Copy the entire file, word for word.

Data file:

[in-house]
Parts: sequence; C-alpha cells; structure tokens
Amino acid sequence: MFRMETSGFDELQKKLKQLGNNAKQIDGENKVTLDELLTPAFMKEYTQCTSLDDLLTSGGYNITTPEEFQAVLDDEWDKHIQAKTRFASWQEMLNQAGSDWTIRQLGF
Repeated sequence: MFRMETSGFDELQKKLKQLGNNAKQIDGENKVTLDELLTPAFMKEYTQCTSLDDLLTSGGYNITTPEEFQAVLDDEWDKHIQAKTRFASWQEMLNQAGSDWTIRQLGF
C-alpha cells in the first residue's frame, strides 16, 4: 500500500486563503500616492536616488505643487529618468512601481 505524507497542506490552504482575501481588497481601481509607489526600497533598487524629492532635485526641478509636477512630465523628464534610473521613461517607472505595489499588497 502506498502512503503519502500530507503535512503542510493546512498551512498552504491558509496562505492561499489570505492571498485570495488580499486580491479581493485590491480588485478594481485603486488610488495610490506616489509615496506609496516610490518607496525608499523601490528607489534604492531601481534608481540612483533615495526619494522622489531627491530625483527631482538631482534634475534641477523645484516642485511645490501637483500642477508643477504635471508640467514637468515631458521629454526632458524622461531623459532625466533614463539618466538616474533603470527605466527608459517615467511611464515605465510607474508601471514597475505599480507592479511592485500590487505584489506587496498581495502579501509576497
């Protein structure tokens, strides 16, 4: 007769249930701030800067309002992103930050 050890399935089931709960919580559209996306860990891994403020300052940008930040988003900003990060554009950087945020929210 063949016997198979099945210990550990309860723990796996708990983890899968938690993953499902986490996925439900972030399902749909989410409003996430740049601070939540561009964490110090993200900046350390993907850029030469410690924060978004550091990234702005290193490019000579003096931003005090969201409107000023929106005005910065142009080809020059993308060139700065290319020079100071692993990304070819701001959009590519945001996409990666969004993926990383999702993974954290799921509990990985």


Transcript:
[in-house]
Parts: sequence; C-alpha cells; structure tokens
Amino acid sequence: MFRMETSGFDELQKKLKQLGNNAKQIDGENKVTLDELLTPAFMKEYTQCTSLDDLLTSGGYNITTPEEFQAVLDDEWDKHIQAKTRFASWQEMLNQAGSDWTIRQLGF
Repeated sequence: MFRMETSGFDELQKKLKQLGNNAKQIDGENKVTLDELLTPAFMKEYTQCTSLDDLLTSGGYNITTPEEFQAVLDDEWDKHIQAKTRFASWQEMLNQAGSDWTIRQLGF
C-alpha cells in the first residue's frame, strides 16, 4: 500500500486563503500616492536616488505643487529618468512601481 505524507497542506490552504482575501481588497481601481509607489526600497533598487524629492532635485526641478509636477512630465523628464534610473521613461517607472505595489499588497 502506498502512503503519502500530507503535512503542510493546512498551512498552504491558509496562505492561499489570505492571498485570495488580499486580491479581493485590491480588485478594481485603486488610488495610490506616489509615496506609496516610490518607496525608499523601490528607489534604492531601481534608481540612483533615495526619494522622489531627491530625483527631482538631482534634475534641477523645484516642485511645490501637483500642477508643477504635471508640467514637468515631458521629454526632458524622461531623459532625466533614463539618466538616474533603470527605466527608459517615467511611464515605465510607474508601471514597475505599480507592479511592485500590487505584489506587496498581495502579501509576497
């Protein structure tokens, strides 16, 4: 007769249930701030800067309002992103930050 050890399935089931709960919580559209996306860990891994403020300052940008930040988003900003990060554009950087945020929210 063949016997198979099945210990550990309860723990796996708990983890899968938690993953499902986490996925439900972030399902749909989410409003996430740049601070939540561009964490110090993200900046350390993907850029030469410690924060978004550091990234702005290193490019000579003096931003005090969201409107000023929106005005910065142009080809020059993308060139700065290319020079100071692993990304070819701001959009590519945001996409990666969004993926990383999702993974954290799921509990990985």